def partitions(sum, max_val=100000, max_len=100000):
""" generator of partitions of sum with limits on values and length """
# Yields lists in decreasing lexicographical order.
# To get any length, omit 3rd arg.
# To get all partitions, omit 2nd and 3rd args.
if sum <= max_val: # Can start with a singleton.
yield [sum]
# Must have first*max_len >= sum; i.e. first >= sum/max_len.
for first in range(min(sum1, max_val), max(0, (sum1)//max_len), 1):
for p in partitions(sumfirst, first, max_len1):
yield [first]+p

Here's a oneline version of the first one that returns an empty partition when n is 0: def _p(n, m): if not [[(yield (i,)+p) for p in _p(ni,i)] for i in xrange(min(n,m),0,1)]: yield () – user149100 Jan 17 '18 at 9:19
Much quicker than the accepted response and not bad looking, either. The accepted response does lots of the same work multiple times because it calculates the partitions for lower integers multiple times. For example, when n=22 the difference is 12.7 seconds against 0.0467 seconds.
def partitions_dp(n):
partitions_of = []
partitions_of.append([()])
partitions_of.append([(1,)])
for num in range(2, n+1):
ptitions = set()
for i in range(num):
for partition in partitions_of[i]:
ptitions.add(tuple(sorted((num  i, ) + partition)))
partitions_of.append(list(ptitions))
return partitions_of[n]
The code is essentially the same except we save the partitions of smaller integers so we don't have to calculate them again and again.
Here is a recursive function, which uses a stack in which we store the numbers of the partitions in increasing order. It is fast enough and very intuitive.
# get the partitions of an integer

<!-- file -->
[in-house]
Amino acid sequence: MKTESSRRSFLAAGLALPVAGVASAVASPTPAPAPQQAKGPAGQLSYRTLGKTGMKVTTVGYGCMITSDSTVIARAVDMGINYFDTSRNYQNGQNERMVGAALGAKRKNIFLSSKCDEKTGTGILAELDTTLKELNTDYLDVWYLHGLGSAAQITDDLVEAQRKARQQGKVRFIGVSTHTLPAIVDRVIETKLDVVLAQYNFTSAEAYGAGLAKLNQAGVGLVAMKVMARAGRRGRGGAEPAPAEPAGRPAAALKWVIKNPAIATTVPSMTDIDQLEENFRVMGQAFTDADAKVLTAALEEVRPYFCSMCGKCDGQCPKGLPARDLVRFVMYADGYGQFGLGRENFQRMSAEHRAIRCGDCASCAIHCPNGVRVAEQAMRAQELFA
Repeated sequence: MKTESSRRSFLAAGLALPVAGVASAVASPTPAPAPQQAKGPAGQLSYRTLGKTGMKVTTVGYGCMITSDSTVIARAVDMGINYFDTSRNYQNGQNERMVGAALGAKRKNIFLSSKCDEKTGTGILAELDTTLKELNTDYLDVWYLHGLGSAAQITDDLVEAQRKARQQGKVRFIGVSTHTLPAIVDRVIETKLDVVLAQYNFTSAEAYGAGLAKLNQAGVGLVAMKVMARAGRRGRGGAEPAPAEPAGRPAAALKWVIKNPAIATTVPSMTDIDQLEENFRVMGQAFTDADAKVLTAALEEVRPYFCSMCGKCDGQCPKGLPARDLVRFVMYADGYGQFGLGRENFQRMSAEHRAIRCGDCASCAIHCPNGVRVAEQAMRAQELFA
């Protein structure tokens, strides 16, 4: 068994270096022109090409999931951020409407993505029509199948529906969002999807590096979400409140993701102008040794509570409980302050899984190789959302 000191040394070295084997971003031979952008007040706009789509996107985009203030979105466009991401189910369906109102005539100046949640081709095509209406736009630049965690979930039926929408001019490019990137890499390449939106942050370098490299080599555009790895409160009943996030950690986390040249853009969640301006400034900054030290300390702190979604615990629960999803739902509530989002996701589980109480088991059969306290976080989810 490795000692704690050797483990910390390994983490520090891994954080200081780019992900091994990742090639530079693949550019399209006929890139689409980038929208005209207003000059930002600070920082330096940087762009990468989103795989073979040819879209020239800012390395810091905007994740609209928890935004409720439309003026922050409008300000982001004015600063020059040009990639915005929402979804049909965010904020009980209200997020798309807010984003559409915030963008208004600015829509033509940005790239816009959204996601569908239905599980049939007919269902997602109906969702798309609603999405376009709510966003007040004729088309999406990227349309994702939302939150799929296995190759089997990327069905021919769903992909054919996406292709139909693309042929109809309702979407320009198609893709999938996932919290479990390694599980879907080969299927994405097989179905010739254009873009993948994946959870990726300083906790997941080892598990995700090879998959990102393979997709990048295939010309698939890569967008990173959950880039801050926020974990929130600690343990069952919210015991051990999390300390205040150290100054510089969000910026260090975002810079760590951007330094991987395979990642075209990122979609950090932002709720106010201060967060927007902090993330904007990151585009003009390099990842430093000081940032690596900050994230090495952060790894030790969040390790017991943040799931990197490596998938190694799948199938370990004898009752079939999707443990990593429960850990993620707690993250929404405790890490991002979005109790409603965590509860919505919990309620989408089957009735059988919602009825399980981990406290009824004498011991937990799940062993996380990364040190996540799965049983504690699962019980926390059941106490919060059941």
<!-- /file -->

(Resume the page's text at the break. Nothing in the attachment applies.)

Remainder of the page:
Stack = []
def Partitions(remainder, start_number = 1):
if remainder == 0:
print(" + ".join(Stack))
else:
for nb_to_add in range(start_number, remainder+1):
Stack.append(str(nb_to_add))
Partitions(remainder  nb_to_add, nb_to_add)
Stack.pop()
When the stack is full (the sum of the elements of the stack then corresponds to the number we want the partitions), we print it, remove its last value and test the next possible value to be stored in the stack. When all the next values have been tested, we pop the last value of the stack again and we go back to the last calling function. Here is an example of the output (with 8):
Partitions(8)
1 + 1 + 1 + 1 + 1 + 1 + 1 + 1
1 + 1 + 1 + 1 + 1 + 1 + 2
1 + 1 + 1 + 1 + 1 + 3
1 + 1 + 1 + 1 + 2 + 2
1 + 1 + 1 + 1 + 4
1 + 1 + 1 + 2 + 3
1 + 1 + 1 + 5
1 + 1 + 2 + 2 + 2
1 + 1 + 2 + 4
1 + 1 + 3 + 3
1 + 1 + 6
1 + 2 + 2 + 3
1 + 2 + 5
1 + 3 + 4
1 + 7
2 + 2 + 2 + 2
2 + 2 + 4
2 + 3 + 3
2 + 6
3 + 5
4 + 4
8
The structure of the recursive function is easy to understand and is illustrated below (for the integer 31):
remainder
corresponds to the value of the remaining number we want a partition (31 and 21 in the example above).
start_number
corresponds to the first number of the partition, its default value is one (1 and 5 in the example above).
If we wanted to return the result in a list and get the number of partitions, we could do this:
def Partitions2_main(nb):
global counter, PartitionList, Stack
counter, PartitionList, Stack = 0, [], []
Partitions2(nb)
return PartitionList, counter
def Partitions2(remainder, start_number = 1):
global counter, PartitionList, Stack
if remainder == 0:
PartitionList.append(list(Stack))
counter += 1
else:
for nb_to_add in range(start_number, remainder+1):
Stack.append(nb_to_add)
Partitions2(remainder  nb_to_add, nb_to_add)
Stack.pop()
Last, a big advantage of the function Partitions
shown above is that it adapts very easily to find all the compositions of a natural number (two compositions can have the same set of numbers, but the order differs in this case):